The standard B17 leather saddle seemed good enough for me, and comes in 6 different colours. I actually now own two Brooks saddles, and have one honey coloured, and one plain black. The honey coloured leather bike touring saddle is probably my favourite.
Hold on, a leather bicycle saddle?
I know. In an age where modern materials are being developed on a regular basis to increase efficiency, cut down weight, and improve comfort, a leather saddle for bicycle touring seems a bit of an anachronism. Take my word for it though, they are super-comfortable once you have broken them in! Quite simply, they are the best touring bike saddle around.
Breaking in a leather bike touring saddle
Firstly, the so called “breaking in period” sounds worse than it is! During that time, the saddle isn't painful to sit on or anything. It's just not as comfortable as it will be later on. What happens during this period, is the seat starts to mould itself to the shape of your butt. As it does so, it becomes more and more comfortable.
Funny story here – My two Brooks B17 saddles look totally different where they have shaped themselves to my backside, but they are equally comfortable!
How long does breaking in a saddle take?
It seems to vary from person to person. I didn’t have difficulties with either of my Brooks saddles, and was able to get bike touring pretty quickly, Other people have mentioned it might take several hundred miles for the B17 saddle to get truly comfortable.
Leather does need taking care of, and the Brooks saddle is no different. Applying some Brooks Proofide from time to time is hardly a problem. Neither is tightening the saddle if needed. One thing that I would suggest, is that when bicycle touring, cover the saddle with a bag at night. There is no need to expose it to the rain more than necessary. The same can also be said of keeping it out of direct sunlight for long periods of time.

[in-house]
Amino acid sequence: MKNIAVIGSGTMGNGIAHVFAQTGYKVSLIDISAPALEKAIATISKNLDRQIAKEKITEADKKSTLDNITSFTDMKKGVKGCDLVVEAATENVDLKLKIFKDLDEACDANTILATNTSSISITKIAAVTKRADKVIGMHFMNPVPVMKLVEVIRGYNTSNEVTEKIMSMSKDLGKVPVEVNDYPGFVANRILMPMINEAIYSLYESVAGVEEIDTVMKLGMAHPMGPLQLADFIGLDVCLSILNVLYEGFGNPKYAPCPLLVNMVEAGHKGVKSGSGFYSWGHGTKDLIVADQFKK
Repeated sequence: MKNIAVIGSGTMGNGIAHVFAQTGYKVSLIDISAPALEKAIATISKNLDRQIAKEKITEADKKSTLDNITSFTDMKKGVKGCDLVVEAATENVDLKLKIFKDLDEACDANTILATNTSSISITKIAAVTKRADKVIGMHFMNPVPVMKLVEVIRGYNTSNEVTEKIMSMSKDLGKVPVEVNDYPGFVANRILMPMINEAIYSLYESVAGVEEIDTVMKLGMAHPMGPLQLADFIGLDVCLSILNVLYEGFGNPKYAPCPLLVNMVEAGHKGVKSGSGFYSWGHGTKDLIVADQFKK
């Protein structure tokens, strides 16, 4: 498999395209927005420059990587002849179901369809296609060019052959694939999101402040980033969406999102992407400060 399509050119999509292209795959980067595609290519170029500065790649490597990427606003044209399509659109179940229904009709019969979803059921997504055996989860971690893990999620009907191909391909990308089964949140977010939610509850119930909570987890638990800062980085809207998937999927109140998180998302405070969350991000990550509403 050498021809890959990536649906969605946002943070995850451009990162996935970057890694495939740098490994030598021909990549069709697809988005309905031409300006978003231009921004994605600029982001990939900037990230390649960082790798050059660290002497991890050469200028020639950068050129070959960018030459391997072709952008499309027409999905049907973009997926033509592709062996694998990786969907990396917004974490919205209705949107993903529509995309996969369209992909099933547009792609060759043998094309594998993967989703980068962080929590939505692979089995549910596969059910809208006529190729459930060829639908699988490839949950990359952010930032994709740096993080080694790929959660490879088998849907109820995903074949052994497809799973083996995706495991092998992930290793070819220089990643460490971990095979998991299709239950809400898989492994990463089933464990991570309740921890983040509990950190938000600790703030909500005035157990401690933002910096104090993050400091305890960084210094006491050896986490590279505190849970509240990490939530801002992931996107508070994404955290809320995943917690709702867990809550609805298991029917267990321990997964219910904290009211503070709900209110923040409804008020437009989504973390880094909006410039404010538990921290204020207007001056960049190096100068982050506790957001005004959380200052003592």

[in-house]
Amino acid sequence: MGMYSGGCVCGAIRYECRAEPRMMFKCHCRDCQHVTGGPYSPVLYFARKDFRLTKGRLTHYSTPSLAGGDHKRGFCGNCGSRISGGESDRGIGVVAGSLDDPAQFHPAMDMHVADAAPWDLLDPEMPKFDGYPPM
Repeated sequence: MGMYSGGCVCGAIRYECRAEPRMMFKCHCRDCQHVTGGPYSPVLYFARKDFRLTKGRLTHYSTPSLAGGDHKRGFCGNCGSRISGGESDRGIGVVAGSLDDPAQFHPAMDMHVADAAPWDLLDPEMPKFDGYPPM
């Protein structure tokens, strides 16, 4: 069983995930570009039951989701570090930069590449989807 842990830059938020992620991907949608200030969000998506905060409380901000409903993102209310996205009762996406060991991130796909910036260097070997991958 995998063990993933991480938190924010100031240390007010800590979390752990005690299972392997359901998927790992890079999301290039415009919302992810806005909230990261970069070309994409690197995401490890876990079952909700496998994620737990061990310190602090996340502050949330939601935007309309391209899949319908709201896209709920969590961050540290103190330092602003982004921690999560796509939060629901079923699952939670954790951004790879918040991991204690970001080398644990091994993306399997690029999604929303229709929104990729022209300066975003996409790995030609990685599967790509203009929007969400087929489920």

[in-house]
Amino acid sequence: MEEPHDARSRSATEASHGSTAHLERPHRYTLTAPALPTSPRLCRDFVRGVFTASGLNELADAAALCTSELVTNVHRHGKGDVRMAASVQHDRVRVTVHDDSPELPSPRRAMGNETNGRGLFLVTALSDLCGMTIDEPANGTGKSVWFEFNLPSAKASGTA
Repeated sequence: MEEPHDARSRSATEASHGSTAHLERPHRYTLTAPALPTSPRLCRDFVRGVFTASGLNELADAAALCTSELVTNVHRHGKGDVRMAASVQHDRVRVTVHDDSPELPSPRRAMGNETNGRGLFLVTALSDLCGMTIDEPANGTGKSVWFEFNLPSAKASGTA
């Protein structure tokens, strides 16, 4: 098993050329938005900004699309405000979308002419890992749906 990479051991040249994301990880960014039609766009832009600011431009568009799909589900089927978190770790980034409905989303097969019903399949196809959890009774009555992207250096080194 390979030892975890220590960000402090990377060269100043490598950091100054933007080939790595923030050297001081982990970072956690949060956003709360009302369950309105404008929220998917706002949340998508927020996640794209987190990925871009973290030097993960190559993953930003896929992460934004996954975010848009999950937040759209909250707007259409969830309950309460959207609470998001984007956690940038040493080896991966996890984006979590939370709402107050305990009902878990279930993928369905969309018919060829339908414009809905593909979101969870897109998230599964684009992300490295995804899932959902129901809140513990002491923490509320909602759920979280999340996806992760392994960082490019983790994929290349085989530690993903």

Using the Brooks saddle
I’ve been using Brooks saddles for about 5 years now. During this time, I’ve taken them on thousands of miles of bike touring, including cycling from Greece to England.
Even during the longest days of 8 or 9 hours cycling, I’ve never had a problem. They remain the most comfortable saddle throughout. Even better, they are still in great condition.There is no material wear or tear on either leather bicycle saddle, and they look and feel like they will last for years more!
Should you buy a Brooks saddle?
Of course, it’s totally up to you. I know for some people (and I was one of those), the idea of spending a hundred pounds / hundred and fifty dollars on a saddle seems a bit steep! Especially when you can get other seats at a fraction of the price.
After owning and using them myself though, I would say that it’s better to think of buying a Brooks saddle as an investment rather than an expense. Not only are you saving yourself some butt ache, but you’ll also only ever need to buy one to literally last you a lifetime.
I honestly believe a Brooks is the best bicycle saddle for touring, but you need to try it and see for yourself. The choice, as they say, is yours!